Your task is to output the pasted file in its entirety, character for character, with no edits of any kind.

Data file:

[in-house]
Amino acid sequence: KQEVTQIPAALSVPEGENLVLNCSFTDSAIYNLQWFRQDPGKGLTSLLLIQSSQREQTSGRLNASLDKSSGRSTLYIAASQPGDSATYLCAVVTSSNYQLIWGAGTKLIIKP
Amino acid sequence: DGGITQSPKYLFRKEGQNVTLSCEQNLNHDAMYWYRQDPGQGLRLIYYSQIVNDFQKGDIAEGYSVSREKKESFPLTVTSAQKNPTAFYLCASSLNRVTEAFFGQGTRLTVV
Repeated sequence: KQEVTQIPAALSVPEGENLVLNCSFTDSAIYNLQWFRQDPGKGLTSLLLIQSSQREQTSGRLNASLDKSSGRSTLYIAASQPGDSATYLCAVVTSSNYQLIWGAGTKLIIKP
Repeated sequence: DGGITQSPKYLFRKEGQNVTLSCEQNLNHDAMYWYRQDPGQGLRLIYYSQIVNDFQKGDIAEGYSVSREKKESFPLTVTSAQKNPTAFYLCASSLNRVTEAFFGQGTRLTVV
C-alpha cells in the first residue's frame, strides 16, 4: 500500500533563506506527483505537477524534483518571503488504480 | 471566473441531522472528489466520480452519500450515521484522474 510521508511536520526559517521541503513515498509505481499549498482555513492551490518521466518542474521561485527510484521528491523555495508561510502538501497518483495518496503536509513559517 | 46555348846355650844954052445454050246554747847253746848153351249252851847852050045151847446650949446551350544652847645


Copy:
[in-house]
Amino acid sequence: KQEVTQIPAALSVPEGENLVLNCSFTDSAIYNLQWFRQDPGKGLTSLLLIQSSQREQTSGRLNASLDKSSGRSTLYIAASQPGDSATYLCAVVTSSNYQLIWGAGTKLIIKP
Amino acid sequence: DGGITQSPKYLFRKEGQNVTLSCEQNLNHDAMYWYRQDPGQGLRLIYYSQIVNDFQKGDIAEGYSVSREKKESFPLTVTSAQKNPTAFYLCASSLNRVTEAFFGQGTRLTVV
Repeated sequence: KQEVTQIPAALSVPEGENLVLNCSFTDSAIYNLQWFRQDPGKGLTSLLLIQSSQREQTSGRLNASLDKSSGRSTLYIAASQPGDSATYLCAVVTSSNYQLIWGAGTKLIIKP
Repeated sequence: DGGITQSPKYLFRKEGQNVTLSCEQNLNHDAMYWYRQDPGQGLRLIYYSQIVNDFQKGDIAEGYSVSREKKESFPLTVTSAQKNPTAFYLCASSLNRVTEAFFGQGTRLTVV
C-alpha cells in the first residue's frame, strides 16, 4: 500500500533563506506527483505537477524534483518571503488504480 | 471566473441531522472528489466520480452519500450515521484522474 510521508511536520526559517521541503513515498509505481499549498482555513492551490518521466518542474521561485527510484521528491523555495508561510502538501497518483495518496503536509513559517 | 46555348846355650844954052445454050246554747847253746848153351249252851847852050045151847446650949446551350544652847645